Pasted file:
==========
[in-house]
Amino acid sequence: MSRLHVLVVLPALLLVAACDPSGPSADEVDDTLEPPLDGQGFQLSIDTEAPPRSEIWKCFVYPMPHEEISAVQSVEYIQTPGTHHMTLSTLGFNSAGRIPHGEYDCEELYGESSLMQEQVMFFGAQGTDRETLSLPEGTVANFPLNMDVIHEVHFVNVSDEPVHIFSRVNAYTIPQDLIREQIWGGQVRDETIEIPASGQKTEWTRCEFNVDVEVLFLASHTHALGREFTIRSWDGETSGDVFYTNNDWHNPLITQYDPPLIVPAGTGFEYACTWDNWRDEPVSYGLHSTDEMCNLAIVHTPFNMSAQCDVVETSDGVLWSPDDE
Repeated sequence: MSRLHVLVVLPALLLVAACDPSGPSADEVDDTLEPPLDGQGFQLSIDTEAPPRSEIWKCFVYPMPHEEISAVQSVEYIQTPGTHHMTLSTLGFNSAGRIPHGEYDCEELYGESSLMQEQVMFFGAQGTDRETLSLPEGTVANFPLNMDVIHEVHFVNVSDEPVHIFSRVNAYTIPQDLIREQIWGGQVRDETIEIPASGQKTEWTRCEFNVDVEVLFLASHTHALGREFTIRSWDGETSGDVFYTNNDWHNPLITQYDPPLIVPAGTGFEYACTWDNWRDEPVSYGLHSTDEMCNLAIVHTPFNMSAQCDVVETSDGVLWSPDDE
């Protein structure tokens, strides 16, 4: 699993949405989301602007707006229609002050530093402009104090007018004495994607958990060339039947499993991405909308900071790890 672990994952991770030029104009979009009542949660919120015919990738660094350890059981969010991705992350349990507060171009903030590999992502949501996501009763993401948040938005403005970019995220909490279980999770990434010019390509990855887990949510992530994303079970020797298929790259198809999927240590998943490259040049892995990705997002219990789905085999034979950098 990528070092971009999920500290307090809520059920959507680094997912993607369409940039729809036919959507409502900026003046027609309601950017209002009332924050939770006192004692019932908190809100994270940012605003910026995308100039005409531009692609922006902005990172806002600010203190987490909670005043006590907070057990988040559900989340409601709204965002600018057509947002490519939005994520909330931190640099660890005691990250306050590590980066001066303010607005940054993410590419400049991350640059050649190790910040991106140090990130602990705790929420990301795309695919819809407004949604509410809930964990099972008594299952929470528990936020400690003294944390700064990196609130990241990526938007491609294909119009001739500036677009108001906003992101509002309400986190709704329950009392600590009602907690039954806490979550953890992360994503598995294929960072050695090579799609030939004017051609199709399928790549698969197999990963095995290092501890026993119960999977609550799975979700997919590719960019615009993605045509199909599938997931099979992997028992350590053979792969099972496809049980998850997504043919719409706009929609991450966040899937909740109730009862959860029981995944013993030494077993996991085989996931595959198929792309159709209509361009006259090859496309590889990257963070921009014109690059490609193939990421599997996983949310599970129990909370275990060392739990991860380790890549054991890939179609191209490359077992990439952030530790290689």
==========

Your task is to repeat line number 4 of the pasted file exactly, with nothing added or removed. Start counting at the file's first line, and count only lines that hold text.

């Protein structure tokens, strides 16, 4: 699993949405989301602007707006229609002050530093402009104090007018004495994607958990060339039947499993991405909308900071790890 672990994952991770030029104009979009009542949660919120015919990738660094350890059981969010991705992350349990507060171009903030590999992502949501996501009763993401948040938005403005970019995220909490279980999770990434010019390509990855887990949510992530994303079970020797298929790259198809999927240590998943490259040049892995990705997002219990789905085999034979950098 990528070092971009999920500290307090809520059920959507680094997912993607369409940039729809036919959507409502900026003046027609309601950017209002009332924050939770006192004692019932908190809100994270940012605003910026995308100039005409531009692609922006902005990172806002600010203190987490909670005043006590907070057990988040559900989340409601709204965002600018057509947002490519939005994520909330931190640099660890005691990250306050590590980066001066303010607005940054993410590419400049991350640059050649190790910040991106140090990130602990705790929420990301795309695919819809407004949604509410809930964990099972008594299952929470528990936020400690003294944390700064990196609130990241990526938007491609294909119009001739500036677009108001906003992101509002309400986190709704329950009392600590009602907690039954806490979550953890992360994503598995294929960072050695090579799609030939004017051609199709399928790549698969197999990963095995290092501890026993119960999977609550799975979700997919590719960019615009993605045509199909599938997931099979992997028992350590053979792969099972496809049980998850997504043919719409706009929609991450966040899937909740109730009862959860029981995944013993030494077993996991085989996931595959198929792309159709209509361009006259090859496309590889990257963070921009014109690059490609193939990421599997996983949310599970129990909370275990060392739990991860380790890549054991890939179609191209490359077992990439952030530790290689």